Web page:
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date: 14 August 2020

Abstract and Keywords

High trait anxiety and its neural substrate (the behavioral inhibition system [BIS]) are linked frequently to internalizing disorders. The authors propose that low BIS activity and reactivity (including reduced arousal and reduced attention) contribute to externalizing disorders. They argue that the BIS contributes to externalizing disorders largely through its prefrontal components, with more indirect effects on hippocampus and other subcortical components. BIS contributes to attention-deficit/hyperactivity disorder (ADHD) and similar symptoms in phenylketonuria (PKU) largely via its prefrontal components; conduct disorder through prefrontal and temporal components; and psychopathy through prefrontal, temporal, and amygdalar components. Furthermore, neurological damage to brain regions involved in more than one externalizing disorder underlie comorbidity among them. The authors propose that frontal and subcortical BIS dysfunction acts synergistically with other dysfunctional neural systems to generate externalizing disorders, and the variation in patterns of neural dysfunction accounts for phenotypic differences across externalizing disorders and their subtypes.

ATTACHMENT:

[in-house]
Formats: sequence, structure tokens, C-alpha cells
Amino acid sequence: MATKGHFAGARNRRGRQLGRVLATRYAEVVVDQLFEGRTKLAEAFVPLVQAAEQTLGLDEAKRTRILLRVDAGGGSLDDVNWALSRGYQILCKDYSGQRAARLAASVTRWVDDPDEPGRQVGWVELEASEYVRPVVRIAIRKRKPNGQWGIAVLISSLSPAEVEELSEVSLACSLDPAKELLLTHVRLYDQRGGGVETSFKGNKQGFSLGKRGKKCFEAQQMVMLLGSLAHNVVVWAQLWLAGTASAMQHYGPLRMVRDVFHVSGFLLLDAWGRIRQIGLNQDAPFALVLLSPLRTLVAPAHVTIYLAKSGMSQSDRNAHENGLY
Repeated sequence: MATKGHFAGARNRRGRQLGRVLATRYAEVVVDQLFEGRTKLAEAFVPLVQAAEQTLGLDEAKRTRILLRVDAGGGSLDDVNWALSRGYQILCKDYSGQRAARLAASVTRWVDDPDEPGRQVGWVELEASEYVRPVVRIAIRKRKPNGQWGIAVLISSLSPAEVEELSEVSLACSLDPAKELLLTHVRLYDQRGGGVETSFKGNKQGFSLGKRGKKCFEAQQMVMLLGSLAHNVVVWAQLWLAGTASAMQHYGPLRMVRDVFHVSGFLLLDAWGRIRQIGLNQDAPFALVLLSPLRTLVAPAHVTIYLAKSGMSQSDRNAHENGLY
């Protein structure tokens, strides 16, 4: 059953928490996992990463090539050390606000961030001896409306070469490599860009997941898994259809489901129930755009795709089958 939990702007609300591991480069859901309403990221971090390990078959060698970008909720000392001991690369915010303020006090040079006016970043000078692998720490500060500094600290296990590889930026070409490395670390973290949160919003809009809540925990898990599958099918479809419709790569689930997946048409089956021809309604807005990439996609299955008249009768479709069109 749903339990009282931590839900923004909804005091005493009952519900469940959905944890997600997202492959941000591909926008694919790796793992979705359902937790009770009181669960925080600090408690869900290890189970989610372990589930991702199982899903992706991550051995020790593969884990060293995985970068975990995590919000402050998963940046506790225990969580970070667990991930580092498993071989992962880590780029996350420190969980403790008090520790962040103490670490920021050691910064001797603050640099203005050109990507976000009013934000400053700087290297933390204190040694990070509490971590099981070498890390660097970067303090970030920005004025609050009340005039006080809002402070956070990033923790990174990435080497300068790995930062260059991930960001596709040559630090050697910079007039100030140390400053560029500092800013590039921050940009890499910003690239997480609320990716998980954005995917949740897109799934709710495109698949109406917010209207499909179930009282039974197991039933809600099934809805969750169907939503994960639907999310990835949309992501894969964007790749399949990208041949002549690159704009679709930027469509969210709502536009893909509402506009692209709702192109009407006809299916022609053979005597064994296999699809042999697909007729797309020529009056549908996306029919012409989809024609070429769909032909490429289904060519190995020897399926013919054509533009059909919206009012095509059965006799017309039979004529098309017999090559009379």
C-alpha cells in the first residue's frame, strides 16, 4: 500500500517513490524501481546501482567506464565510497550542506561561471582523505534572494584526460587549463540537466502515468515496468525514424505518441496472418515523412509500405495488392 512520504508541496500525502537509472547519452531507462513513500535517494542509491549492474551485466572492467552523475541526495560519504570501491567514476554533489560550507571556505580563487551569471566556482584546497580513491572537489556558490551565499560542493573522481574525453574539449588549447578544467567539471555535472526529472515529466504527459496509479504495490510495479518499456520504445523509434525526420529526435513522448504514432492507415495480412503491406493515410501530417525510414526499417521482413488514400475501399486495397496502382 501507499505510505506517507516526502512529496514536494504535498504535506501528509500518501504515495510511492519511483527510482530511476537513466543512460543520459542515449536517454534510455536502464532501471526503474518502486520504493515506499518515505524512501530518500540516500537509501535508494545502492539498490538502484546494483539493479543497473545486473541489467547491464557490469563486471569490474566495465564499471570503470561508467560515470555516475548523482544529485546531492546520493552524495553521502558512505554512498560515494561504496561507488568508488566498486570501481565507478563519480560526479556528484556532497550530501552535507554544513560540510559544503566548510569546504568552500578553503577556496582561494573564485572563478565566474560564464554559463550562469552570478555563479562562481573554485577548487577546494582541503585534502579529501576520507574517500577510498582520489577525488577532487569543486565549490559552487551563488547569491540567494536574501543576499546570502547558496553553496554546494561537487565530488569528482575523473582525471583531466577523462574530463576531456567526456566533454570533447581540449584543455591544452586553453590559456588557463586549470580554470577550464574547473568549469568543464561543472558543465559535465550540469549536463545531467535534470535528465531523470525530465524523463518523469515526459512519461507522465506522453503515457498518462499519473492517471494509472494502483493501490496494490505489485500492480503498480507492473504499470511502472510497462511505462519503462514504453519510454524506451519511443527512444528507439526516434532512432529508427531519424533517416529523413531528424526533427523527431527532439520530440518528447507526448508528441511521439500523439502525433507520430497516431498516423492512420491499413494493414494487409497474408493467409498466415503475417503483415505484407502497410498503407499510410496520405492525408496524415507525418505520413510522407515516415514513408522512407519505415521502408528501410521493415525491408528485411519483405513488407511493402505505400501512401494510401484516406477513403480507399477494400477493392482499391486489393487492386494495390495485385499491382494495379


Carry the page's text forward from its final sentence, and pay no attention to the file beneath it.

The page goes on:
Keywords: behavioral inhibition system, attention-deficit/hyperactivity disorder, conduct disorder, psychopathy, externalizing disorders, anxiety

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